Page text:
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Response to Iqbal’s “Complaint and Answer” to tune of “Jerusalem”

Michael Paladino
Islamic Civilizations 178
Creative Response to The Complaint and Answer
November 5, 2014

An Imperial Response

For my creative response, I decided to sing a rendition of selected verses from The Complaint and Answer by Muhammad Iqbal to the tune of the hymn Jerusalem, which is considered a British Imperial Anthem and patriotic song of England.
I felt this mash-up was fitting for several reasons: First, it happens to be a staple in the repertoire of my acapella group, the Krokodiloes, so I know it very well and it means a lot to me – in fact, verses 2 and 4 in the recording mimic the bass line of the song when sung in harmony. More importantly, however, the song has many themes that relate to the circumstance and themes around which The Complaint and Answer was written. The original lyrics Jerusalem, written during the height of the British Empire during the late 19th/early 20th century, suggest that a New Jerusalem, here representing the idea of heaven, will be built in England, indicating that England is God’s chosen land as the Kingdom of Heaven on Earth. Combined with language of aggression such as “spear,” “chariot of fire,” “arrows,” and “sword,” the hymn as a whole can be construed as an anthem for British Imperial Rule, indicating that England is the chosen place and people of God and is therefore a justified and righteous conqueror.
On the other side of the same coin is The Complaint and Answer, which was written by Iqbal during the same time period in response to the loss of Muslim rule in South Asia at the hands of the British and the West in general. The “Complainer” of the poem complains to God about the loss of Muslim power to the West, and asks why He would forsake the chosen people, the Muslims, while rewarding the infidels. This mode of thinking is not very far off from the philosophy of Jerusalem: both works assert that a particular group, either Muslims or the English, are God’s chosen people, and as such they are justified in having and indeed deserve to have political and military power on Earth. Historically, both British colonial rule and the Muslim empire-building were justified using arguments along this vein – by conquering others in the name of spreading their faith, they claimed to “save” or “enlighten” their subjects. Thus, I find striking similarities in the rationale behind both the Muslim and British takeover of South Asia, and considering that the former lost power to the latter, I find it fitting that the Muslims’ lament in The Complaint and Answer be represented by a British song that encapsulates that self-aggrandizing imperial philosophy.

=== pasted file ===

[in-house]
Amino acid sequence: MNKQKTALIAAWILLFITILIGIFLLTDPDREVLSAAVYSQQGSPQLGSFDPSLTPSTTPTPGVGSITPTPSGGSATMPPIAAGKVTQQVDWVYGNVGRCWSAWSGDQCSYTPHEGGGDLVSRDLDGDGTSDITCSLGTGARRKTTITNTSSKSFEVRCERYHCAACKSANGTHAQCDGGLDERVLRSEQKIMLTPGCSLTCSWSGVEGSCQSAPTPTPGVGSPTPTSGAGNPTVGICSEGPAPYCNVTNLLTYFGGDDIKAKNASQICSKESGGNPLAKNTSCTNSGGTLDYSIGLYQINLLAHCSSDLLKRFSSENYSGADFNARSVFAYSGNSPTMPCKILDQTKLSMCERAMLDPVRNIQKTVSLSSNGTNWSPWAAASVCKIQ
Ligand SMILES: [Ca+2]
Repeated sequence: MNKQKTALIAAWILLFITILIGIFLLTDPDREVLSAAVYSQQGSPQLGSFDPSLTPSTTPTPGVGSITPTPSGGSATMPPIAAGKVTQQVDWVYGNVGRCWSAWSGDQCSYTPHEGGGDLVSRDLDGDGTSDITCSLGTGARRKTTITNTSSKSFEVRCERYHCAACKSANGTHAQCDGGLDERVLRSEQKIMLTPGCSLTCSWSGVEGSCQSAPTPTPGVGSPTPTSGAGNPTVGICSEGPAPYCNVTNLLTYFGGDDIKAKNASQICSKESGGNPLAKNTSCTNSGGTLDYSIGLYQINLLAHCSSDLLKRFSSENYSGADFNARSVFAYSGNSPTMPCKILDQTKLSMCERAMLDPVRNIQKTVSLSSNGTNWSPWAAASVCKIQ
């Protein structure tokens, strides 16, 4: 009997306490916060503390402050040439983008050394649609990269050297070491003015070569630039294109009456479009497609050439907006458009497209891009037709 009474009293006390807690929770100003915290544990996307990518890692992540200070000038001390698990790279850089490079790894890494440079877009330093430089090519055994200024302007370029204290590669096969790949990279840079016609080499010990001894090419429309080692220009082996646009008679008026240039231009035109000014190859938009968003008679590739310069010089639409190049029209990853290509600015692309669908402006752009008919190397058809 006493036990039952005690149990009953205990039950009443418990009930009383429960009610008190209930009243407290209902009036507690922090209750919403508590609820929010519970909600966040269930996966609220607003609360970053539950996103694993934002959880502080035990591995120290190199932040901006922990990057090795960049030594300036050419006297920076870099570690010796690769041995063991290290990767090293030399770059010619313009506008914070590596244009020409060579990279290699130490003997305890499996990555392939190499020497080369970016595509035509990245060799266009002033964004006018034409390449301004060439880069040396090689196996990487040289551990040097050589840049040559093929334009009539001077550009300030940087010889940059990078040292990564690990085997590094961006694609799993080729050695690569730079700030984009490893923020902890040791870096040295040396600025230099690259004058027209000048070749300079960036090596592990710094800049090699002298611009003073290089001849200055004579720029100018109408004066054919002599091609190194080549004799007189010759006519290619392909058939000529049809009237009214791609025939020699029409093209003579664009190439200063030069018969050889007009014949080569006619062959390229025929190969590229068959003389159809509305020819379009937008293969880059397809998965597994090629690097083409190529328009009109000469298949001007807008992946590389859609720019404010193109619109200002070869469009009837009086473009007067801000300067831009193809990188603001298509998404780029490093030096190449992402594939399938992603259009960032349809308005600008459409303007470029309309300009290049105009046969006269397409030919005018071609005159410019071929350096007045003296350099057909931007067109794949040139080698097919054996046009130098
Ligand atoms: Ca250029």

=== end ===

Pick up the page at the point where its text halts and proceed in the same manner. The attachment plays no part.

The recording itself showcases a call-and-response pattern of song, in which the first verse is sung by the “Complainer,” to which the “Answerer” responds with the second verse, and so on. I selected verses that particularly emulated the themes of Jerusalem: The first verse describes how Muslims did God’s work by spreading Islam through military strength, to places such as Europe and Africa; However, the second verse’s response holds that, indeed, the Muslims of old conquered the lands and worshipped God to spread Islam, but they are not the same as the current Muslims, who expect to reap the rewards of political power without putting forth the effort and dedication of their forefathers. The third verse is a rebuttal from the “Complainer,” now asking why infidels are rewarded while God’s chosen people, Muslims, are subjugated; to this, the fourth verse answers that even if infidels live like a true Muslim, such as being virtuous, praying to God, etc., they still “merit Faith’s reward.” This suggests that Muslims do not automatically earn or deserve anything just for calling themselves Muslim, but rather they must actively live by God’s will and worship Islam in the proper sense, to work towards the reward of power rather than expect it. Finally, in the 5th verse the “Complainer” essentially asks God to show the way to Him, and thus the way to regain power on Earth by carrying out Islam in a proper and just way; the answer in verse 6 holds that Islam has no boundaries on Earth, and if Muslims finally get their act together, they can regain prominence. In the actual singing, I tried as best as possible to convey a weaker tone of voice in the “Complainer” verses, and a stronger, lower, admonishing voice in the “Answer” verses, to suggest that the complainer is whiny and self-entitled in asking why he has no more power.